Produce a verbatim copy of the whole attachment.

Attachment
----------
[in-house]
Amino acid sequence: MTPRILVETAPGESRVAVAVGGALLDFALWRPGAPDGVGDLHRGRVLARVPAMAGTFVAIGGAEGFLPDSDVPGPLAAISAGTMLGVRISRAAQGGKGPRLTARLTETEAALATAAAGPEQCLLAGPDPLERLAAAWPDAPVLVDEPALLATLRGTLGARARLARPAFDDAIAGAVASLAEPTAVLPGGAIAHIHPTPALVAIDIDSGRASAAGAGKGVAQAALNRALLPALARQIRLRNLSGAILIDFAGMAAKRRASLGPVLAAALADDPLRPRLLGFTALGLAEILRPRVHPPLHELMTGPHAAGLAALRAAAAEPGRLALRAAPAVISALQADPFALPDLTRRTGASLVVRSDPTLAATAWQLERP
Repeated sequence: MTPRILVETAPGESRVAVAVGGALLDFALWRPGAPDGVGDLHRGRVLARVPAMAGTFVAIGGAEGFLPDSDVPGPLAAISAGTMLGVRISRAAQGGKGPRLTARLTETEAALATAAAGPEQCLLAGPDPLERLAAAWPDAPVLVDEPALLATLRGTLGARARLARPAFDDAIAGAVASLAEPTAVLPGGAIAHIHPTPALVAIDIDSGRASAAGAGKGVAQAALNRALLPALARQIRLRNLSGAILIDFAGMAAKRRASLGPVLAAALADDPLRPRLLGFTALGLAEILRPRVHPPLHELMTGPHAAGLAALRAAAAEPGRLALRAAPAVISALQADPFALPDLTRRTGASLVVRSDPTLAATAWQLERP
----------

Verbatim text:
[in-house]
Amino acid sequence: MTPRILVETAPGESRVAVAVGGALLDFALWRPGAPDGVGDLHRGRVLARVPAMAGTFVAIGGAEGFLPDSDVPGPLAAISAGTMLGVRISRAAQGGKGPRLTARLTETEAALATAAAGPEQCLLAGPDPLERLAAAWPDAPVLVDEPALLATLRGTLGARARLARPAFDDAIAGAVASLAEPTAVLPGGAIAHIHPTPALVAIDIDSGRASAAGAGKGVAQAALNRALLPALARQIRLRNLSGAILIDFAGMAAKRRASLGPVLAAALADDPLRPRLLGFTALGLAEILRPRVHPPLHELMTGPHAAGLAALRAAAAEPGRLALRAAPAVISALQADPFALPDLTRRTGASLVVRSDPTLAATAWQLERP
Repeated sequence: MTPRILVETAPGESRVAVAVGGALLDFALWRPGAPDGVGDLHRGRVLARVPAMAGTFVAIGGAEGFLPDSDVPGPLAAISAGTMLGVRISRAAQGGKGPRLTARLTETEAALATAAAGPEQCLLAGPDPLERLAAAWPDAPVLVDEPALLATLRGTLGARARLARPAFDDAIAGAVASLAEPTAVLPGGAIAHIHPTPALVAIDIDSGRASAAGAGKGVAQAALNRALLPALARQIRLRNLSGAILIDFAGMAAKRRASLGPVLAAALADDPLRPRLLGFTALGLAEILRPRVHPPLHELMTGPHAAGLAALRAAAAEPGRLALRAAPAVISALQADPFALPDLTRRTGASLVVRSDPTLAATAWQLERP